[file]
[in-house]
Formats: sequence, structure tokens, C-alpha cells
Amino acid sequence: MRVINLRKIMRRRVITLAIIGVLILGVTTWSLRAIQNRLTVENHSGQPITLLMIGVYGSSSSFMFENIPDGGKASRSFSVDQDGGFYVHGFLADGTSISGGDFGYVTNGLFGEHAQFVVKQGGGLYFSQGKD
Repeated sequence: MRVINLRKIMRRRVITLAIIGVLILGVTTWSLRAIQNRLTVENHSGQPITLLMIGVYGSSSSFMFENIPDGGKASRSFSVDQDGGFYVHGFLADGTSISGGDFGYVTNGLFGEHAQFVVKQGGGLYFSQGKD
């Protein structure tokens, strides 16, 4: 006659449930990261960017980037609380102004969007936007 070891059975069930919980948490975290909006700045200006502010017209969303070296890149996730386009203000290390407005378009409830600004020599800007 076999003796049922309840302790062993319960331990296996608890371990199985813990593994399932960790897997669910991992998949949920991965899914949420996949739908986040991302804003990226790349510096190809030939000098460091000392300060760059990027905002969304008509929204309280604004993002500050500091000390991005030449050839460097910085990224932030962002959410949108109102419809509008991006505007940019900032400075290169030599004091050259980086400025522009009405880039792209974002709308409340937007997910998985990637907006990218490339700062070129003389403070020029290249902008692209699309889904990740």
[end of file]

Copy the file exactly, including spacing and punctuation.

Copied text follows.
[in-house]
Formats: sequence, structure tokens, C-alpha cells
Amino acid sequence: MRVINLRKIMRRRVITLAIIGVLILGVTTWSLRAIQNRLTVENHSGQPITLLMIGVYGSSSSFMFENIPDGGKASRSFSVDQDGGFYVHGFLADGTSISGGDFGYVTNGLFGEHAQFVVKQGGGLYFSQGKD
Repeated sequence: MRVINLRKIMRRRVITLAIIGVLILGVTTWSLRAIQNRLTVENHSGQPITLLMIGVYGSSSSFMFENIPDGGKASRSFSVDQDGGFYVHGFLADGTSISGGDFGYVTNGLFGEHAQFVVKQGGGLYFSQGKD
């Protein structure tokens, strides 16, 4: 006659449930990261960017980037609380102004969007936007 070891059975069930919980948490975290909006700045200006502010017209969303070296890149996730386009203000290390407005378009409830600004020599800007 076999003796049922309840302790062993319960331990296996608890371990199985813990593994399932960790897997669910991992998949949920991965899914949420996949739908986040991302804003990226790349510096190809030939000098460091000392300060760059990027905002969304008509929204309280604004993002500050500091000390991005030449050839460097910085990224932030962002959410949108109102419809509008991006505007940019900032400075290169030599004091050259980086400025522009009405880039792209974002709308409340937007997910998985990637907006990218490339700062070129003389403070020029290249902008692209699309889904990740």